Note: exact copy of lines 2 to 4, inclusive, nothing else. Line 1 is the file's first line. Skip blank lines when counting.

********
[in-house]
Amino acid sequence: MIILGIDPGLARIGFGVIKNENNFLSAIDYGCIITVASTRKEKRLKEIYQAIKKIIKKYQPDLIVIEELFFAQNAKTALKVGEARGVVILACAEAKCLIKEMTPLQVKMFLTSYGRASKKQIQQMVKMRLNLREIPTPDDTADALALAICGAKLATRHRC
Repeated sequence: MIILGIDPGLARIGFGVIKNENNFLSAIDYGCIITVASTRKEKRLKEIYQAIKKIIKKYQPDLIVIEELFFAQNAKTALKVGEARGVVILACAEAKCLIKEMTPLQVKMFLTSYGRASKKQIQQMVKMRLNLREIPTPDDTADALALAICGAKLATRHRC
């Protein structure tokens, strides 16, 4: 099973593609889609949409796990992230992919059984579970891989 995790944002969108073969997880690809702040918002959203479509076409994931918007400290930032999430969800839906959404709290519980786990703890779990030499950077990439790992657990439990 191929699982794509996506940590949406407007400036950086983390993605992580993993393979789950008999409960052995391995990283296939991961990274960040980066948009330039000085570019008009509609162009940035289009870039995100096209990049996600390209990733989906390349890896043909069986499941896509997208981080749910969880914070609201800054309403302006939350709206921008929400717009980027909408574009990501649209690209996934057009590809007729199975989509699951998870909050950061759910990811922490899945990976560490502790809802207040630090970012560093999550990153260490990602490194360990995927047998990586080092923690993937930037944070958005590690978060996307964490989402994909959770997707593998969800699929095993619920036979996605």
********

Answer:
Amino acid sequence: MIILGIDPGLARIGFGVIKNENNFLSAIDYGCIITVASTRKEKRLKEIYQAIKKIIKKYQPDLIVIEELFFAQNAKTALKVGEARGVVILACAEAKCLIKEMTPLQVKMFLTSYGRASKKQIQQMVKMRLNLREIPTPDDTADALALAICGAKLATRHRC
Repeated sequence: MIILGIDPGLARIGFGVIKNENNFLSAIDYGCIITVASTRKEKRLKEIYQAIKKIIKKYQPDLIVIEELFFAQNAKTALKVGEARGVVILACAEAKCLIKEMTPLQVKMFLTSYGRASKKQIQQMVKMRLNLREIPTPDDTADALALAICGAKLATRHRC
């Protein structure tokens, strides 16, 4: 099973593609889609949409796990992230992919059984579970891989 995790944002969108073969997880690809702040918002959203479509076409994931918007400290930032999430969800839906959404709290519980786990703890779990030499950077990439790992657990439990 191929699982794509996506940590949406407007400036950086983390993605992580993993393979789950008999409960052995391995990283296939991961990274960040980066948009330039000085570019008009509609162009940035289009870039995100096209990049996600390209990733989906390349890896043909069986499941896509997208981080749910969880914070609201800054309403302006939350709206921008929400717009980027909408574009990501649209690209996934057009590809007729199975989509699951998870909050950061759910990811922490899945990976560490502790809802207040630090970012560093999550990153260490990602490194360990995927047998990586080092923690993937930037944070958005590690978060996307964490989402994909959770997707593998969800699929095993619920036979996605």